World Library  
Flag as Inappropriate
Email this Article

Salsa golf

Article Id: WHEBN0016938039
Reproduction Date:

Title: Salsa golf  
Author: World Heritage Encyclopedia
Language: English
Subject: Marie Rose sauce, Mayonnaise, Mar del Plata, Uruguayan cuisine, Salmoriglio
Collection:
Publisher: World Heritage Encyclopedia
Publication
Date:
 

Salsa golf

Salsa golf served at a "taste-off" in Buenos Aires

Salsa golf (literally golf sauce) is a cold sauce of somewhat thick consistency, common in Argentina. According to legend, it was invented by Nobel laureate Luis Federico Leloir in the mid-1920s at a Golf Club at the seaside resort Mar del Plata. Tired of eating shrimp and prawn with mayonnaise, he asked the waiter to bring various ingredients (vinegar, lemon, mustard, ketchup, and others) and experimented with different mixtures. The best-liked was ketchup and mayonnaise. Leloir's companions named the result salsa golf and its fame grew.[1][2][3]

Recipes

There are several recipes, but the sauce is always mostly mayonnaise with a tomato-based sauce like ketchup. Seasoning is added to give the sauce an Argentine flavor, such as pimento, oregano, and cumin.

Salsa golf is used to dress salad, meat, and other food, and it is the main ingredient in a typical Argentine dish called palmitos en salsa golf.

In neighbouring Chile for instance, the growing wine market allowed for the development of a variant in 2001 by René Moncayo called renehonaise, which replaced the ketchup with red wine and olive oil for a more elegant dressing for seafood, especially scallops and Chilean abalone.

In countries outside South America 'salsa golf' is more commonly known as Marie Rose sauce or Fry sauce.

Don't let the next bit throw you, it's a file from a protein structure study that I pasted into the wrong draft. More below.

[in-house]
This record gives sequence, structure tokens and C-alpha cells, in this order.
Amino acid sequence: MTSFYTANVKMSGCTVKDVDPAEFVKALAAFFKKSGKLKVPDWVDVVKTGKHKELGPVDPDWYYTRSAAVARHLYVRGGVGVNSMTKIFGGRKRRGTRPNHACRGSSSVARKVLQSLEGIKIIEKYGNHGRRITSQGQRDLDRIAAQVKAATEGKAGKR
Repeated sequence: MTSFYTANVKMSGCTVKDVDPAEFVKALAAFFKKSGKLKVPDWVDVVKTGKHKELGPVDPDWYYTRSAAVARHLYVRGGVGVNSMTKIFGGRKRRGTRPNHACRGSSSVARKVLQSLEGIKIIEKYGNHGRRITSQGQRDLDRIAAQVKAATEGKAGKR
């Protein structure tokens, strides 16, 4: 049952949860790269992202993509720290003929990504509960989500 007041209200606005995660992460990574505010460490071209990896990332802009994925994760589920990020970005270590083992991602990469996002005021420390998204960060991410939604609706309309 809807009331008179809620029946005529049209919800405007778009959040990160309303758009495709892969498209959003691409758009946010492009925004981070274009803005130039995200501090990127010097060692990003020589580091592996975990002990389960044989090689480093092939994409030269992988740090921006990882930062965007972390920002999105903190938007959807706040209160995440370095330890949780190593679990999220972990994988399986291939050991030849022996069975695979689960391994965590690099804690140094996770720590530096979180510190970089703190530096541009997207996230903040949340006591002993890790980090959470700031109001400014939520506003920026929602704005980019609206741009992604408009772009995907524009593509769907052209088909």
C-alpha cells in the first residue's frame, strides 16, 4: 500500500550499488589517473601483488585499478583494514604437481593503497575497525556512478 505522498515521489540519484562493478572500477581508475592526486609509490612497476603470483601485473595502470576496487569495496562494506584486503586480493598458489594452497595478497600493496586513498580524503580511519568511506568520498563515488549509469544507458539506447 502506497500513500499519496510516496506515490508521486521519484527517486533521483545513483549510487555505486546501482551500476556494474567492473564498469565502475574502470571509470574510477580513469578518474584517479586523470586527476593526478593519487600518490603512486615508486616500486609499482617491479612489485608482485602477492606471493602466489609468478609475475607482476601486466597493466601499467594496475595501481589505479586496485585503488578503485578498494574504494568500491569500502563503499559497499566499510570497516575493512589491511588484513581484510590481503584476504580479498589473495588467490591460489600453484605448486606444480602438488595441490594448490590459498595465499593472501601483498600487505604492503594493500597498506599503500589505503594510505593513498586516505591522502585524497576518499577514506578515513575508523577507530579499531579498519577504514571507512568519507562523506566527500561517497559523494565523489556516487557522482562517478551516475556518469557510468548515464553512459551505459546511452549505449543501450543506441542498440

See also

References

  1. ^
  2. ^
  3. ^
This article was sourced from Creative Commons Attribution-ShareAlike License; additional terms may apply. World Heritage Encyclopedia content is assembled from numerous content providers, Open Access Publishing, and in compliance with The Fair Access to Science and Technology Research Act (FASTR), Wikimedia Foundation, Inc., Public Library of Science, The Encyclopedia of Life, Open Book Publishers (OBP), PubMed, U.S. National Library of Medicine, National Center for Biotechnology Information, U.S. National Library of Medicine, National Institutes of Health (NIH), U.S. Department of Health & Human Services, and USA.gov, which sources content from all federal, state, local, tribal, and territorial government publication portals (.gov, .mil, .edu). Funding for USA.gov and content contributors is made possible from the U.S. Congress, E-Government Act of 2002.
 
Crowd sourced content that is contributed to World Heritage Encyclopedia is peer reviewed and edited by our editorial staff to ensure quality scholarly research articles.
 
By using this site, you agree to the Terms of Use and Privacy Policy. World Heritage Encyclopedia™ is a registered trademark of the World Public Library Association, a non-profit organization.
 


Copyright © World Library Foundation. All rights reserved. eBooks from Project Gutenberg are sponsored by the World Library Foundation,
a 501c(4) Member's Support Non-Profit Organization, and is NOT affiliated with any governmental agency or department.